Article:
Unless you’ve been hanging out in Mark Twain Cave 24/7 for the last week, you know it’s hot. Real hot. It’s not getting any cooler.
Heat cooking is a fun demonstration in this kind of weather and all, but I admit I had a serious motive for mine. The other day, I came across an old news story about the death of 2-year-old twins in Southeast Missouri who had gotten into their grandmother’s car while playing and died in temperatures that, according to the reporter’s calculations, would have topped 120 degrees within 20 minutes. As a reference point, heatstroke occurs when the body’s internal temperature rises above 105 degrees.
The story quoted an official as saying there are slow-cooker recipes that call for temperatures like the inside of that car. In other words, in heat like this, your car effectively turns into a Crock-Pot. With the temperature inside my trusty Honda Accord spiking around 150 degrees this afternoon — yes, you heard that correctly in the video, 1-5-0 — we decided to test that theory.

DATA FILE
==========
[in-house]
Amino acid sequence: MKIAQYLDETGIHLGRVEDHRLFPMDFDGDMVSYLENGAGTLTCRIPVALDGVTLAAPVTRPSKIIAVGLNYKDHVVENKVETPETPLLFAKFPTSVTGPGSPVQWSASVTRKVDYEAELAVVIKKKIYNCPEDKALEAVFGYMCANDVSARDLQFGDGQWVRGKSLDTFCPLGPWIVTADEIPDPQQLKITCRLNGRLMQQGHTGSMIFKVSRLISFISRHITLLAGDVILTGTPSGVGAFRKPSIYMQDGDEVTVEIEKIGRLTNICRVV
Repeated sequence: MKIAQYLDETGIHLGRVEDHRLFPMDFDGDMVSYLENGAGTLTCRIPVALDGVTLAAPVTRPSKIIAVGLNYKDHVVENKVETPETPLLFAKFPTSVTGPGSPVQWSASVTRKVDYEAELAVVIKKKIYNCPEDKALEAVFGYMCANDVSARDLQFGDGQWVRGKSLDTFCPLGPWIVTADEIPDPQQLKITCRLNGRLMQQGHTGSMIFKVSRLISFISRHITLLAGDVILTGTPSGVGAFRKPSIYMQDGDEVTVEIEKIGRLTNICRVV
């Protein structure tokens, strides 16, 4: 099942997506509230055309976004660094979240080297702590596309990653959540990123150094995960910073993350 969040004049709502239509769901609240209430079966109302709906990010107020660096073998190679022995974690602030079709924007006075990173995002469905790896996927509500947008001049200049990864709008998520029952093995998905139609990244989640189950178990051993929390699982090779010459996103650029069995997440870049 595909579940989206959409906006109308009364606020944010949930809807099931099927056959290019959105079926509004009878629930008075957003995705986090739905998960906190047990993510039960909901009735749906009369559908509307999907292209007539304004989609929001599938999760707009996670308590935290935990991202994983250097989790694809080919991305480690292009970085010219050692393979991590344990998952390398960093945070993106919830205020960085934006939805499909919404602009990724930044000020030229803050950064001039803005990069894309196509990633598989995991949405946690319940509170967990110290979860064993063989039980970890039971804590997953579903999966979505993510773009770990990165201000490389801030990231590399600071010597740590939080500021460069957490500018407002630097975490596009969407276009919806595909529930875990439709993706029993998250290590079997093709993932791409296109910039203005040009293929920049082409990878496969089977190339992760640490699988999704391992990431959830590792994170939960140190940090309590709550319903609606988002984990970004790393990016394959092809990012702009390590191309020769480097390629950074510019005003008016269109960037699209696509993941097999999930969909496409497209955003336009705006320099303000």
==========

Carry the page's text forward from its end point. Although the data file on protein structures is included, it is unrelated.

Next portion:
The cooking itself could have turned out better — we gave up the ghost after two hours, and “edible” isn’t a word I would have used to describe the results. Other car baking experiments I’ve seen used store-bought cookie dough, which fared a little better even in heat like this that didn’t brown food properly, and lasted much longer than ours.
But even our two hours made a solid point: The inside of a car is a very hot, very dangerous place in this heat. Please don’t leave anything you care about in the car, and please be safe.